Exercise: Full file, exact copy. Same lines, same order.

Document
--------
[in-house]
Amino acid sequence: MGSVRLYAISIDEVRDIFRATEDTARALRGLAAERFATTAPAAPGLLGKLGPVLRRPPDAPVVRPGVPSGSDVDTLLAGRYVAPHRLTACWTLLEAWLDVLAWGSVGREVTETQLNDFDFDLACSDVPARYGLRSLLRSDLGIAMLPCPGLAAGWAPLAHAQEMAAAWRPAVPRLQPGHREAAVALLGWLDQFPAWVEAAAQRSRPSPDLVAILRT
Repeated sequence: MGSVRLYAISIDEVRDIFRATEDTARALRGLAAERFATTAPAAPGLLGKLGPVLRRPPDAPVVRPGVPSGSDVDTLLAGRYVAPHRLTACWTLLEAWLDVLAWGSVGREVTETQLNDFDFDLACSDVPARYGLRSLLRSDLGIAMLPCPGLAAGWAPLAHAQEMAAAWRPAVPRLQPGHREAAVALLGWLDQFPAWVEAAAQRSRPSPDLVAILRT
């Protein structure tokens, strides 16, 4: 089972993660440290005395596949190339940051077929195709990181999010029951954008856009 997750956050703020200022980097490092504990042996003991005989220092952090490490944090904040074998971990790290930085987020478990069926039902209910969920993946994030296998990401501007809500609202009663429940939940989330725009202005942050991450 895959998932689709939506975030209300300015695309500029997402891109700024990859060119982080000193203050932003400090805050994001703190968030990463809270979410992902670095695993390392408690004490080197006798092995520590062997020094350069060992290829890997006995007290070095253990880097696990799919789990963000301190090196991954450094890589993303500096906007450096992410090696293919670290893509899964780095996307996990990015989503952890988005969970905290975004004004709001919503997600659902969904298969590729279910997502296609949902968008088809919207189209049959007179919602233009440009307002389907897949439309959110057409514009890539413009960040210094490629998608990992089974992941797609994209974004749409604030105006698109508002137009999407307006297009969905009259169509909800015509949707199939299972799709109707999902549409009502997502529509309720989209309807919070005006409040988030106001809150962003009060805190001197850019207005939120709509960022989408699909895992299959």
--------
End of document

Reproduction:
[in-house]
Amino acid sequence: MGSVRLYAISIDEVRDIFRATEDTARALRGLAAERFATTAPAAPGLLGKLGPVLRRPPDAPVVRPGVPSGSDVDTLLAGRYVAPHRLTACWTLLEAWLDVLAWGSVGREVTETQLNDFDFDLACSDVPARYGLRSLLRSDLGIAMLPCPGLAAGWAPLAHAQEMAAAWRPAVPRLQPGHREAAVALLGWLDQFPAWVEAAAQRSRPSPDLVAILRT
Repeated sequence: MGSVRLYAISIDEVRDIFRATEDTARALRGLAAERFATTAPAAPGLLGKLGPVLRRPPDAPVVRPGVPSGSDVDTLLAGRYVAPHRLTACWTLLEAWLDVLAWGSVGREVTETQLNDFDFDLACSDVPARYGLRSLLRSDLGIAMLPCPGLAAGWAPLAHAQEMAAAWRPAVPRLQPGHREAAVALLGWLDQFPAWVEAAAQRSRPSPDLVAILRT
């Protein structure tokens, strides 16, 4: 089972993660440290005395596949190339940051077929195709990181999010029951954008856009 997750956050703020200022980097490092504990042996003991005989220092952090490490944090904040074998971990790290930085987020478990069926039902209910969920993946994030296998990401501007809500609202009663429940939940989330725009202005942050991450 895959998932689709939506975030209300300015695309500029997402891109700024990859060119982080000193203050932003400090805050994001703190968030990463809270979410992902670095695993390392408690004490080197006798092995520590062997020094350069060992290829890997006995007290070095253990880097696990799919789990963000301190090196991954450094890589993303500096906007450096992410090696293919670290893509899964780095996307996990990015989503952890988005969970905290975004004004709001919503997600659902969904298969590729279910997502296609949902968008088809919207189209049959007179919602233009440009307002389907897949439309959110057409514009890539413009960040210094490629998608990992089974992941797609994209974004749409604030105006698109508002137009999407307006297009969905009259169509909800015509949707199939299972799709109707999902549409009502997502529509309720989209309807919070005006409040988030106001809150962003009060805190001197850019207005939120709509960022989408699909895992299959």